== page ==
organic compounds containing a metal atom that is directly bonded to a carbon atom.
The metallo-organic compounds may be divided into two groups:
(1) Compounds of nontransition metals and some compounds of transition metals. These compounds contain single (σ) metal-carbon bonds.
(2) Compounds of transition metals (including metal carbonyls) formed by filling the s-, p-, and </-orbitals of the metal atom by the π-electrons of various unsaturated systems, such as aromatic, olefin, acetylene, allyl, and cyclopentadienyl systems.
The most thoroughly studied metallo-organic compounds of the first group include the derivatives of lithium, sodium, potassium, beryllium, magnesium, zinc, cadmium, mercury, boron, aluminum, tellurium, germanium, tin, lead, arsenic, and antimony. The properties of these compounds are determined by the nature of the M—C bond (M is a metal atom), which depends mainly on the nature of the metal but also on the type and number of the organic radicals bonded to the metal atom. In the metallo-organic compounds of the alkali metals, the M—C bond is strongly polarized, in which case the metal atom carries a partial positive charge, whereas the carbon atom carries a partial negative charge:
Therefore, metallo-organic compounds of this type are very reactive: they are vigorously decomposed by water and are very sensitive to oxygen. In practice, these compounds are used only in solutions (hydrocarbons, ether, tetrahydrofuran, and other solvents) and are protected from moisture, CO2, and atmospheric oxygen. Compounds of the alkaline earths (magnesium and calcium), as well as zinc, cadmium, boron, and aluminum, have analogous properties. For example, such compounds as (CH3)2Zn, (CH3)3B, and (C2H5)3A1 are flammable in air. More stable compounds of these elements are mixed metallo-organic compounds, which contain a metal bonded to an organic radical and to one or two acid groups—for example, (C2H5)2AlCl and C2H5AlCl2. Increasing electronegativity of the metal leads to decreasing polarity of the M — C bond, and the compounds of such metals as mercury, tin, and antimony are covalent. These materials are volatile liquids or crystalline substances that are resistant to the action of oxygen and water. Upon heating, these compounds decompose, with the formation of the metal and free organic radicals—for example, (C2H5)4pb → Pb + 4C2H5.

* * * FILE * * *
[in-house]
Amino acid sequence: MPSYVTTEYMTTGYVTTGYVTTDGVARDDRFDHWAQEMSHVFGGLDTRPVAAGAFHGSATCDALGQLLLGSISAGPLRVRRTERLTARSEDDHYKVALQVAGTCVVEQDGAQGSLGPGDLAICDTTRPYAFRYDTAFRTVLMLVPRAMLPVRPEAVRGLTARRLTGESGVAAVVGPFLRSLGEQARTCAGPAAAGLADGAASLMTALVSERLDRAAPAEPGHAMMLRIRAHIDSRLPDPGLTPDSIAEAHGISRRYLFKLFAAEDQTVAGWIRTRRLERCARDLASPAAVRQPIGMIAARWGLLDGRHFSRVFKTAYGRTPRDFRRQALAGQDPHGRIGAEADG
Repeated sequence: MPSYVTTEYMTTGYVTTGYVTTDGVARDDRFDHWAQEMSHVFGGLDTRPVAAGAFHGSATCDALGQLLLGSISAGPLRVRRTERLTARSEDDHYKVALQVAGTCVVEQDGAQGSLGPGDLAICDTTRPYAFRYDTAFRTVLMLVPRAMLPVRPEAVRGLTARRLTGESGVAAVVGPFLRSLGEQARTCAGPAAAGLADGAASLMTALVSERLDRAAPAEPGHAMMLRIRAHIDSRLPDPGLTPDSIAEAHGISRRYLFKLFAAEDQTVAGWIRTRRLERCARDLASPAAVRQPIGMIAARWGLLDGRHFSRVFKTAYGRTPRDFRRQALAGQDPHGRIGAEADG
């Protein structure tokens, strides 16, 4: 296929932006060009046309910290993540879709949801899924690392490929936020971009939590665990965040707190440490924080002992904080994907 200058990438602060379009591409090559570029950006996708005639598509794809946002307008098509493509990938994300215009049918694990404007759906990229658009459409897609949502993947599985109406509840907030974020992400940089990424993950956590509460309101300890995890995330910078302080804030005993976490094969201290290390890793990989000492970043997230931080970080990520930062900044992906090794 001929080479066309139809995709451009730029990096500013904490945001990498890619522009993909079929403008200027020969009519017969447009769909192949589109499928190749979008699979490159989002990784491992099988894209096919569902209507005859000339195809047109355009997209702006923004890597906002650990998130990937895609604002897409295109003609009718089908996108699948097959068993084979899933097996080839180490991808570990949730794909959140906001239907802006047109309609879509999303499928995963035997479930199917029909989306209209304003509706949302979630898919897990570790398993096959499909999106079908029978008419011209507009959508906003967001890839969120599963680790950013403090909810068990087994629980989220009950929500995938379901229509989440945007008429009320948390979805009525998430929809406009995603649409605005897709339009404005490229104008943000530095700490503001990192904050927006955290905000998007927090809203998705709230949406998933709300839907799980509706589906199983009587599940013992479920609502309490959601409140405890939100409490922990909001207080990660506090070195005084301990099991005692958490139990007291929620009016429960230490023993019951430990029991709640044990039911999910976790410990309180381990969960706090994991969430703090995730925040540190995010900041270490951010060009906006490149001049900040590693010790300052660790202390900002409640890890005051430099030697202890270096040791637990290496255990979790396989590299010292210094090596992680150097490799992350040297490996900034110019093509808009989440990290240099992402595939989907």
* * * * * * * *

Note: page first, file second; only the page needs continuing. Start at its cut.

Metallo-organic compounds of the first group may be prepared by reaction of metals with alkyl halides or aryl halides:
n-C4HBr → n-C4H9Li + LiBr
by the addition of metal hydrides or salts to double bonds:
3CH2 = Ch2 + AlH3→(C2H5)3Al
by the reaction of diazo compounds with metal salts:
2CH2N2 + HgCl2→ClCH2HgCH2Cl + 2N2
by the reaction of metallo-organic compounds with metal halides, metals, and one another:
3C6H5Li + SbCl3 → (C6H5)3Sb + 3LiCl
(C2H5)2Hg + Mg → (C2H5)2Mg + Hg
(CH2 = CH4Sn + 4C6H5Li → (C6H5)4Sb + 4CH2 + CHLi
The metallo-organic compounds of transition metals of the first group have a tendency toward homolytic cleavage (alkyl derivatives of silver, copper, and gold); the aryl and alkenyl derivatives of these metals are more stable. The acetylides are very stable, as are the methyl compounds of platinum, such as (CH3)PtI and (CH3)4Pt.
In the metallo-organic compounds of the second group, the metal atom interacts with all the carbon atoms of the π-electron system. Typical representatives of this class are ferrocene, dibenzene chromium, and butadiene iron tricarbonyl. The classical theory of valence proved inadequate for recently produced compounds of this type.
The metallo-organic compounds played a large role in the development of concepts concerning the nature of the chemical bond. Such compounds are used in organic synthesis (the organolithium and organomagnesium compounds are the most important in this area). Many metallo-organic compounds are being used as antiseptic, medicinal, and physiologically active materials, antiknock compounds (for example, tetraethyl lead), antioxidants, and stabilizers for polymers. The preparation of pure metals from the carbonyls and metallo-organic compounds is of great importance in the production of semiconductors and application of metallic coatings. The metallo-organic compounds are intermediate products in a number of the most important industrial processes that are catalyzed by metals, their salts, and complex metallo-organic catalysts (for example, hydration and cyclopolymerization of acetylene; anionic, including stereospecific, polymerization of olefins and dienes; and carbonylation of unsaturated compounds).
REFERENCESKhimiia metalloorganicheskikh soedinenii. Edited by H. Zeiss. Moscow, 1964. (Translated from English.)
Rochow, E., D. Hurd, and P. Lewis. Khimiia metalloorganicheskikh soedinenii. Moscow, 1963. (Translated from English.)
B. L. DIATKIN